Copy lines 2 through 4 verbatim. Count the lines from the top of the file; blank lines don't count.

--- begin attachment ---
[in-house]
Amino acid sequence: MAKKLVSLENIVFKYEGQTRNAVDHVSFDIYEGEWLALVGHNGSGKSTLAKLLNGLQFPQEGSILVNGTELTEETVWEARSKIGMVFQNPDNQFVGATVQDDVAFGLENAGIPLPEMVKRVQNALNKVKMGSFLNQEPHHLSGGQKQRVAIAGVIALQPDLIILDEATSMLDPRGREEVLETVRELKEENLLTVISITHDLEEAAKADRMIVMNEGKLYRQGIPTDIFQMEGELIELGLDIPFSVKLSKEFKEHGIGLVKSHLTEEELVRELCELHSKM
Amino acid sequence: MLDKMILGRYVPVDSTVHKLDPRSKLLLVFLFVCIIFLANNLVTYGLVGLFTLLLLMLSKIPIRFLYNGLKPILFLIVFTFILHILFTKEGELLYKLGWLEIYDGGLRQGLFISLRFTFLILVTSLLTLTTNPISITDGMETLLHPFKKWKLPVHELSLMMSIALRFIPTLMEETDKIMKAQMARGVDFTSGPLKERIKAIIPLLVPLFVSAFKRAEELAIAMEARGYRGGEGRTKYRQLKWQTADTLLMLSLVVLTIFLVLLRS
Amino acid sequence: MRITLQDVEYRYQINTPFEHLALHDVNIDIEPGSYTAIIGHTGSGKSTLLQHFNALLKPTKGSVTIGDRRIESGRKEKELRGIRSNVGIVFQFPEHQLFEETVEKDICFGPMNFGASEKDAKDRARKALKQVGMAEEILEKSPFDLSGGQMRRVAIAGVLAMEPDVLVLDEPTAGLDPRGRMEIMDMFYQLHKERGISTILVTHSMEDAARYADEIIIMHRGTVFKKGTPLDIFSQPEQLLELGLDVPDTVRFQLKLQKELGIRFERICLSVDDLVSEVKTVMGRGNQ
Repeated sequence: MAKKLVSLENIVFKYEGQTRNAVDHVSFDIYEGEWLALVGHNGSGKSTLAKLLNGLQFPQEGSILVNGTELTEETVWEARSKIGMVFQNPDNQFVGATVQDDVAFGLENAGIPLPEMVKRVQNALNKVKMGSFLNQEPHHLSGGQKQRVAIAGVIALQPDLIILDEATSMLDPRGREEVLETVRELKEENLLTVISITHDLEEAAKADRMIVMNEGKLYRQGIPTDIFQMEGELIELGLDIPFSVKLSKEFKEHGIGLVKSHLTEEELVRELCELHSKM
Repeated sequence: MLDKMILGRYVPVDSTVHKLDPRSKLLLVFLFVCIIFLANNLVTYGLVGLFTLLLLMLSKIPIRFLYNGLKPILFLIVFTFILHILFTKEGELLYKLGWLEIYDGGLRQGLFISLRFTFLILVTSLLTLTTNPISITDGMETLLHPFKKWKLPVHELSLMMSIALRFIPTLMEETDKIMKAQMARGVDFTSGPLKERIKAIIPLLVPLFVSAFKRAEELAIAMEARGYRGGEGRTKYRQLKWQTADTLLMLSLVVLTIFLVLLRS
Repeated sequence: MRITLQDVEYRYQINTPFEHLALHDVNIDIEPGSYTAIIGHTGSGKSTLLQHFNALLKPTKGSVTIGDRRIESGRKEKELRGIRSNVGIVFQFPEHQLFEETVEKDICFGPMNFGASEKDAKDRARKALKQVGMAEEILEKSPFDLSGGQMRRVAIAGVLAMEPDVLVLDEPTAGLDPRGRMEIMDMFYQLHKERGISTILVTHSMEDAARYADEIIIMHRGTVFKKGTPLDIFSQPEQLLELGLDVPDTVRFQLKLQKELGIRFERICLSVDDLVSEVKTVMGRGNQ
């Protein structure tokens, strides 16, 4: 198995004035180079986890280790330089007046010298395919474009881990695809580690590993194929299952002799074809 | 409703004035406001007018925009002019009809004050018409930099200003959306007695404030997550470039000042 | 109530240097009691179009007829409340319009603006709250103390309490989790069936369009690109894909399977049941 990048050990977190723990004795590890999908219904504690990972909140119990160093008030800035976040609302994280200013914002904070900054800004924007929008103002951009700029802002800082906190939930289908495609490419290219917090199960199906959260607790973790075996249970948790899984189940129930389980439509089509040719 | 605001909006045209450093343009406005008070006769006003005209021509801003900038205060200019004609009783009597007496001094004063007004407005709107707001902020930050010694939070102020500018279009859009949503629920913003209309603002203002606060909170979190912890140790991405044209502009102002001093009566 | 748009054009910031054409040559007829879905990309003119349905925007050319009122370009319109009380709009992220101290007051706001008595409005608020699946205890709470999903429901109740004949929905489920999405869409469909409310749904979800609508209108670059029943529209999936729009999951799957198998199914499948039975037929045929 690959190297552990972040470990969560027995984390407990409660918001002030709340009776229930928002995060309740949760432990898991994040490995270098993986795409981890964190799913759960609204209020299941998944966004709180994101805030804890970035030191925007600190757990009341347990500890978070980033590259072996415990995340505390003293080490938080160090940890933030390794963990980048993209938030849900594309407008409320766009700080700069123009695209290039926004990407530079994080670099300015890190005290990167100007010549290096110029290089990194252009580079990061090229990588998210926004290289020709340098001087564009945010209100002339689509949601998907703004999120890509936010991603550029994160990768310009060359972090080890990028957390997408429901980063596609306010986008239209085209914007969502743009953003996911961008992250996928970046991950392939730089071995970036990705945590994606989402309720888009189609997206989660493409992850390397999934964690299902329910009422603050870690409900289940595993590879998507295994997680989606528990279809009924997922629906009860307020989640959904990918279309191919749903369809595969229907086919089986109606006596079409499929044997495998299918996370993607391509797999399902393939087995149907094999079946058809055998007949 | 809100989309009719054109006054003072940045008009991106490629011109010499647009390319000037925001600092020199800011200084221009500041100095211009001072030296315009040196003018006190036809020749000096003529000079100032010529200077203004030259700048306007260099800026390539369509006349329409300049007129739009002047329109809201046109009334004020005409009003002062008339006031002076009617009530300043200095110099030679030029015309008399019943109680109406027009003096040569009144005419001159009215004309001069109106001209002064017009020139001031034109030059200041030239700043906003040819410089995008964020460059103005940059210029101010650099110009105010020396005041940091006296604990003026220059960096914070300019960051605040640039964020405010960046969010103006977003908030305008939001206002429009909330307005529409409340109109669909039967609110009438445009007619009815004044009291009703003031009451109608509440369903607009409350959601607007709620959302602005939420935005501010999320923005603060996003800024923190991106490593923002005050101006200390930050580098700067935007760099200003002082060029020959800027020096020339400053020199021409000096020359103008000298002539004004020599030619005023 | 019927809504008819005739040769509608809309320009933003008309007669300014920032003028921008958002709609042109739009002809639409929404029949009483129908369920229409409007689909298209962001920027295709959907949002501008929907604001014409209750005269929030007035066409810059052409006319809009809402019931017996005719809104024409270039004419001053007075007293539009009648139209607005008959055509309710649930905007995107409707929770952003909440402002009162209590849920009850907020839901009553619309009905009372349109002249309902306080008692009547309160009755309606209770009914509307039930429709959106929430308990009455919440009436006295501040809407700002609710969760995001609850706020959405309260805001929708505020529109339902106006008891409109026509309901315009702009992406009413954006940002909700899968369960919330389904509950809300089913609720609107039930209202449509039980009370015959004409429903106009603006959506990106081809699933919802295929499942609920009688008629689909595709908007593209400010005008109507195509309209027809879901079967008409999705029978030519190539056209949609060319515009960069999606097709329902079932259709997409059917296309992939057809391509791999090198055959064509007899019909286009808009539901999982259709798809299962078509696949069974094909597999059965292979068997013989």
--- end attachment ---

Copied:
Amino acid sequence: MAKKLVSLENIVFKYEGQTRNAVDHVSFDIYEGEWLALVGHNGSGKSTLAKLLNGLQFPQEGSILVNGTELTEETVWEARSKIGMVFQNPDNQFVGATVQDDVAFGLENAGIPLPEMVKRVQNALNKVKMGSFLNQEPHHLSGGQKQRVAIAGVIALQPDLIILDEATSMLDPRGREEVLETVRELKEENLLTVISITHDLEEAAKADRMIVMNEGKLYRQGIPTDIFQMEGELIELGLDIPFSVKLSKEFKEHGIGLVKSHLTEEELVRELCELHSKM
Amino acid sequence: MLDKMILGRYVPVDSTVHKLDPRSKLLLVFLFVCIIFLANNLVTYGLVGLFTLLLLMLSKIPIRFLYNGLKPILFLIVFTFILHILFTKEGELLYKLGWLEIYDGGLRQGLFISLRFTFLILVTSLLTLTTNPISITDGMETLLHPFKKWKLPVHELSLMMSIALRFIPTLMEETDKIMKAQMARGVDFTSGPLKERIKAIIPLLVPLFVSAFKRAEELAIAMEARGYRGGEGRTKYRQLKWQTADTLLMLSLVVLTIFLVLLRS
Amino acid sequence: MRITLQDVEYRYQINTPFEHLALHDVNIDIEPGSYTAIIGHTGSGKSTLLQHFNALLKPTKGSVTIGDRRIESGRKEKELRGIRSNVGIVFQFPEHQLFEETVEKDICFGPMNFGASEKDAKDRARKALKQVGMAEEILEKSPFDLSGGQMRRVAIAGVLAMEPDVLVLDEPTAGLDPRGRMEIMDMFYQLHKERGISTILVTHSMEDAARYADEIIIMHRGTVFKKGTPLDIFSQPEQLLELGLDVPDTVRFQLKLQKELGIRFERICLSVDDLVSEVKTVMGRGNQ